Types of Loans
There are a lot of loan choices – so how do you figure out which is best?
If you’re looking to buy your first home, refinance or cash out some equity in your current home, determining the right loan can take some work.
Whatever your situation, understanding your options is important! Explore the differences between the two major loan types below – or download our Guide to Home Loans.
Fixed Rate Loan
A 15-year fixed rate mortgage can save you thousands of dollars in interest payments over the life of the loan, but your monthly payments will be higher.
Adjustable Rate Mortgage
An adjustable rate mortgage may get you started with a lower monthly payment than a fixed rate mortgage, but your payments could increase when the interest rate changes.
Federal Housing Administration (FHA) Mortgage
The Federal Housing Administration (FHA) is a government entity that offers mortgage insurance on loans made by FHA-approved lenders.
USDA Rural Development (RD) Mortgage
The USDA (United States Department of Agriculture) manages a program whereby a buyer can borrow up to 102% of the home’s appraised value, thus eliminating a down payment. This program is only available in certain non-urban geographic locations, but these sites can include small towns and villages close to larger cities.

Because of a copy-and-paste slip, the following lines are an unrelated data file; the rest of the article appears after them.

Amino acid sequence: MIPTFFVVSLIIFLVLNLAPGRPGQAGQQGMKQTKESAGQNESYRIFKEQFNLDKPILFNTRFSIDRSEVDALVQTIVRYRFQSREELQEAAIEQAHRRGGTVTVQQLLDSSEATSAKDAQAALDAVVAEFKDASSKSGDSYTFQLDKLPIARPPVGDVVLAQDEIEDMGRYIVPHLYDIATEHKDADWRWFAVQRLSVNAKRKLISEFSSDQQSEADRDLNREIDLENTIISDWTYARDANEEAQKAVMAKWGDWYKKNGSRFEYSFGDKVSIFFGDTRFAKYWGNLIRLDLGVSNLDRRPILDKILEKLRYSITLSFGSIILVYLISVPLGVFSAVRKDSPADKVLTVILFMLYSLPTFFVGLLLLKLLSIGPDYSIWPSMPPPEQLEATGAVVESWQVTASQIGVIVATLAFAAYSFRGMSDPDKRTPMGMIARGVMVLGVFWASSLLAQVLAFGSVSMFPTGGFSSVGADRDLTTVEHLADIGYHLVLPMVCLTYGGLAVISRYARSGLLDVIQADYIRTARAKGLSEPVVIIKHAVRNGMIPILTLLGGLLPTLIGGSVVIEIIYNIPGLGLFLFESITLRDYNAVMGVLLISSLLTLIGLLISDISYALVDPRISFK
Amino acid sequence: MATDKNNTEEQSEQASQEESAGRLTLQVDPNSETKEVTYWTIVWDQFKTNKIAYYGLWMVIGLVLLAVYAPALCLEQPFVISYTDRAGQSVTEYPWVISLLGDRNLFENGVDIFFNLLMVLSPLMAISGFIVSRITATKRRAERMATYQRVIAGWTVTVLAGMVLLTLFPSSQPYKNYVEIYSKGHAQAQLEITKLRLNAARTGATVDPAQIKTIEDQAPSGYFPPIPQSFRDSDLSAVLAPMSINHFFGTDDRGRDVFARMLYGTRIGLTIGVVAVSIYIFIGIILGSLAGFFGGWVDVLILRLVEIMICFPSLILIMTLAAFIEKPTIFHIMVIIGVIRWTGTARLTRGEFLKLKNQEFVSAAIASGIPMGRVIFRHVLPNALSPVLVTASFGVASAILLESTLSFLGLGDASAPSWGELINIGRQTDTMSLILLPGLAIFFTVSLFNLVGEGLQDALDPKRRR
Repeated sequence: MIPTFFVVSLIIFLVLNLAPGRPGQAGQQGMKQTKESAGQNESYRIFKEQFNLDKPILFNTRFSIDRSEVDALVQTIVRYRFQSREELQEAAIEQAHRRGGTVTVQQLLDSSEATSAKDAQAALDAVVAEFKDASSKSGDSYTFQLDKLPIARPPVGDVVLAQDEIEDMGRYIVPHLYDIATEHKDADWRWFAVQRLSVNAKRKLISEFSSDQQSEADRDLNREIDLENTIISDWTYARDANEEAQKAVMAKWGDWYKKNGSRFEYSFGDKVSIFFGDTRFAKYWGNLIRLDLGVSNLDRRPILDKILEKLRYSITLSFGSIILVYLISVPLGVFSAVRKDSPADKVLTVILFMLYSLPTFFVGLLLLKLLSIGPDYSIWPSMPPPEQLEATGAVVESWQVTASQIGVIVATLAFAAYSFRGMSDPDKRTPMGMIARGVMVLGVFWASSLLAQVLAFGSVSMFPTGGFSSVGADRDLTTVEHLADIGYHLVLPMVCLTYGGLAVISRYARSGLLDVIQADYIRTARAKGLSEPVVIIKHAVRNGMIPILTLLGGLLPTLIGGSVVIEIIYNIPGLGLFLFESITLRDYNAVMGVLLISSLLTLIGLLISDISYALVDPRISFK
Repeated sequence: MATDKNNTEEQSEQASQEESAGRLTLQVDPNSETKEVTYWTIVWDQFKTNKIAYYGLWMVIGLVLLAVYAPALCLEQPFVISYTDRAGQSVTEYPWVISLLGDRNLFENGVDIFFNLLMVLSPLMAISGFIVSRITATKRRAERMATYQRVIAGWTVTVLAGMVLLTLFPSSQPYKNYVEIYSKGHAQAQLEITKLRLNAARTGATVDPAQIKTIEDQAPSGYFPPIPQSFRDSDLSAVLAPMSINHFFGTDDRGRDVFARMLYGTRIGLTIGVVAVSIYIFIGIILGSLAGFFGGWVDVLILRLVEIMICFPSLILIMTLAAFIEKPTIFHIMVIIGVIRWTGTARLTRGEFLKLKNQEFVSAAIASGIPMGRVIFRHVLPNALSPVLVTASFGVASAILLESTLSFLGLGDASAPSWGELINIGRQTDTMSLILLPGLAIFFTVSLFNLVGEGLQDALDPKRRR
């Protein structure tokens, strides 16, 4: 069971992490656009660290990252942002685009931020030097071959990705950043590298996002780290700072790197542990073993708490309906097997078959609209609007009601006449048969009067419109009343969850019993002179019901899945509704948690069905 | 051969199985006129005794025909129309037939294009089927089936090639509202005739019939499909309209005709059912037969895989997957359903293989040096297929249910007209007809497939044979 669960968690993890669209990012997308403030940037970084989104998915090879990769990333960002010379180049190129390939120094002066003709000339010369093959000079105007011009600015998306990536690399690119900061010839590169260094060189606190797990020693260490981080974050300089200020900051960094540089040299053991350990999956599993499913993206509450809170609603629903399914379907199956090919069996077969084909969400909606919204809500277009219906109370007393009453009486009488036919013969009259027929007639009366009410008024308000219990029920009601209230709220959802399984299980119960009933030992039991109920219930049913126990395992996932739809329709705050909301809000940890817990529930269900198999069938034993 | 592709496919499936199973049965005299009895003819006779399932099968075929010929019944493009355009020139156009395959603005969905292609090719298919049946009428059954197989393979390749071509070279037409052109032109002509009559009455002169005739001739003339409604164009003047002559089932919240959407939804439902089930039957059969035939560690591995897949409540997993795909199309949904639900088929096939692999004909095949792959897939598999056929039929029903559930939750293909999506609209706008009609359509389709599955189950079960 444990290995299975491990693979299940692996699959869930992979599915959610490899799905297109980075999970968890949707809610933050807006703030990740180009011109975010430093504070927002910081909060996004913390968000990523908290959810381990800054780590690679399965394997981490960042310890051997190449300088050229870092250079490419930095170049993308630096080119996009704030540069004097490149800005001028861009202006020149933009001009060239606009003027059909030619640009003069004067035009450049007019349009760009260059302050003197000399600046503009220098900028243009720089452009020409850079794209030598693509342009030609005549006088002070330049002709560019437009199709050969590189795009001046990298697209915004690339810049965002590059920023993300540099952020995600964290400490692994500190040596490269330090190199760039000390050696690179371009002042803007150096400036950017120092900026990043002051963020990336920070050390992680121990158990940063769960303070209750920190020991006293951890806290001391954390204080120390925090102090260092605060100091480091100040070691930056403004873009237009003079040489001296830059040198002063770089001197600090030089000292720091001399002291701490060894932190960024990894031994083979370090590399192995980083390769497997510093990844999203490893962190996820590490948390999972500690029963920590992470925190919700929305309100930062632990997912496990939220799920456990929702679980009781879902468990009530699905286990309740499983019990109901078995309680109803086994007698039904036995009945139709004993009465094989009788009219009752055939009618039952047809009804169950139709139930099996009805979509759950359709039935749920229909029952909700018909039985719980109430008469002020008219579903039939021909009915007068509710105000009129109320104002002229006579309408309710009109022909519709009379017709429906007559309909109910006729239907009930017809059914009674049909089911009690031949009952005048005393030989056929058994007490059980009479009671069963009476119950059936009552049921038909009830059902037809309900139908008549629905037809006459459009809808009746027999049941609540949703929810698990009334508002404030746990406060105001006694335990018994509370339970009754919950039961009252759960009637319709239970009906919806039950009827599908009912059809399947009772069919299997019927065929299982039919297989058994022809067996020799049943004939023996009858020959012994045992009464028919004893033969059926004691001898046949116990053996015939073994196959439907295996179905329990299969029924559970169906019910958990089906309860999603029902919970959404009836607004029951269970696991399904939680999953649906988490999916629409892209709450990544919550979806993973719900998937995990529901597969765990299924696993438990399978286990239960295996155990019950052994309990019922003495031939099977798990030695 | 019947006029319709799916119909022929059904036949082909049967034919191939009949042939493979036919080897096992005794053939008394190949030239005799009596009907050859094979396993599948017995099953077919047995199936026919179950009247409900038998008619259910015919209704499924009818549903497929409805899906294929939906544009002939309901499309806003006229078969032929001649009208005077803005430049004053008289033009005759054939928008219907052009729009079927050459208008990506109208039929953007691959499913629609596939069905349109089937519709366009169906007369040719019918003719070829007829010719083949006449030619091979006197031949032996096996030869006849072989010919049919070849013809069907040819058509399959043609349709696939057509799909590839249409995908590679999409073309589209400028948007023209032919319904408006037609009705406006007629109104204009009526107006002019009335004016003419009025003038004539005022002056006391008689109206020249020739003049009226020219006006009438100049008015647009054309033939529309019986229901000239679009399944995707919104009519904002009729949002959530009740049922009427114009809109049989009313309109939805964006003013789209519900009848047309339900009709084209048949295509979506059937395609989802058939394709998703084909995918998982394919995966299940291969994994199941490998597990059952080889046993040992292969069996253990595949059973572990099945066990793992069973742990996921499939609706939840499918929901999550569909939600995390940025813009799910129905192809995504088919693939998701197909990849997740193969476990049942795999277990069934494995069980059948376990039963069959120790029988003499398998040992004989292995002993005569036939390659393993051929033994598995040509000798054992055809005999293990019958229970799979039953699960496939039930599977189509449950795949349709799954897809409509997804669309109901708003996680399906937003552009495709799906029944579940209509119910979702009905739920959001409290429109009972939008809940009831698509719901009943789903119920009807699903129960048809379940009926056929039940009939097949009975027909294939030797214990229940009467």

Veterans Affairs (VA) Mortgage
Veterans are eligible for VA (Veterans Affairs) mortgage loans with zero down payments. Credit requirements are similar to those associated with FHA loans. The program is also available to the unmarried surviving spouse of a veteran who died on active duty or because of a service-related disability.
Fannie Mae (Federal National Mortgage Association) offers an enhanced, affordable lending product, the HomeReady Mortgage, designed to meet the diverse family and financial situations of credit worthy applicants, with down payments as low as 3%.
Refinancing your current loan can be very beneficial for many reasons including; shortening the length of a mortgage (i.e. refinancing a 30-year mortgage into a new 15-year mortgage), consolidating debt, or refinancing from an adjustable rate mortgage (ARM) to a fixed rate mortgage (or vice versa).